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HISTORY OF CHRISTIANITY.
BY GEORGE W. BURNAP,
PASTOR OF THE FIRST INDEPENDENT CHURCH OF BALTIMORE,
OF WOMAN, &c.
CUSHING & BROTHER, 206 MARKET STREET.
BELIEVING as I do, that the Scriptures contain a revelation from God, and that they are the main source of all that is most valuable in modern civilization, the only sure ground of hope for man here and hereafter, I have ever esteemed them the worthiest subject of study and investigation. To understand the sacred records completely, and to comprehend the wisdom of the Divine plan, which arranged the time, the place, and the circumstances of the advent of the Author and Finisher of our faith, has never been granted to any human mind. To the understanding of this most interesting subject any original inquirer may contribute something, and he has the satisfaction of knowing that no particle of truth is ever lost. However humble the source from which it emanates, it is cast into the common treasury of the human mind, and does something to help
forward the grand approximation towards the truth, which is constantly going on while the ages roll away.
The first requisite to the understanding of the New Testament is a thorough knowledge of the circumstances, opinions and expectations of the age of Christ and the Apostles. When these are ascertained, the darkest passages become plain and intel ligible. We learn immediately to draw the necessary distinction between substance and form, between the essential truths of Christianity, and the mode of representation by which they were adapted to a particular people, between figures of speech and literal statements, between logical proof and analogical illustration, between the language of the heart and affections and that of the reason and intellect, between what is fundamental and eternal, and what is accessory and transitory.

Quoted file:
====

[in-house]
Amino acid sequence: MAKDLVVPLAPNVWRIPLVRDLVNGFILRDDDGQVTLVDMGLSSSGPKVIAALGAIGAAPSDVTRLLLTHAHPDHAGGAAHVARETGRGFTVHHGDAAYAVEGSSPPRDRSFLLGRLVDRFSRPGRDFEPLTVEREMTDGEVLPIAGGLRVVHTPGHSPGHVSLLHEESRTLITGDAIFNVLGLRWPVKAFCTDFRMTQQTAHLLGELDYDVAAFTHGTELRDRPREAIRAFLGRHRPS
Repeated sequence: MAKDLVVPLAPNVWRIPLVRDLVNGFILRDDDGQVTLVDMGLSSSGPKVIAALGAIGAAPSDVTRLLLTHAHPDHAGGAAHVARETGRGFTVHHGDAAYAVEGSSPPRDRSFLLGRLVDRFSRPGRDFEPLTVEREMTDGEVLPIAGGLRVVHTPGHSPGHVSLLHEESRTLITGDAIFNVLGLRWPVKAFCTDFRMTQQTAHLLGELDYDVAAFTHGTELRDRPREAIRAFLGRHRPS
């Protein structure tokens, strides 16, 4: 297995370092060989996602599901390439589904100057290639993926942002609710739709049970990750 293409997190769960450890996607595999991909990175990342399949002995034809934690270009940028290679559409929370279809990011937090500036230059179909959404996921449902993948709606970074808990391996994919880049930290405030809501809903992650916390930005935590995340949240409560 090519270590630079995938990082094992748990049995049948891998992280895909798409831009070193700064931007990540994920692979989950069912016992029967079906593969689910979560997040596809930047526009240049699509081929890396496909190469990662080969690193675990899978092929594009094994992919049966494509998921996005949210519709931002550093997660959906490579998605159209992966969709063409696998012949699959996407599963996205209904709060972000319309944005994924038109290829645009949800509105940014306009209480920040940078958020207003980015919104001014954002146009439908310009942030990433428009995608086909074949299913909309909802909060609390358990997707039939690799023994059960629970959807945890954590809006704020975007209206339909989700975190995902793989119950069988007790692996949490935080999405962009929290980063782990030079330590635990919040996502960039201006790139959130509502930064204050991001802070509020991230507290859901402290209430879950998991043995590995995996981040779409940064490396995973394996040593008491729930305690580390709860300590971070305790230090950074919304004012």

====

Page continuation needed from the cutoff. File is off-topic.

But the most precious fruit of biblical research, is the entire prostration of the walls of sectarian prejudice and exclusiveness. No one can proceed far without discovering, that the principal controversies which have divided the church, have been upon points either unimportant in themselves, or entirely foreign to Christianity. A moderate degree of criti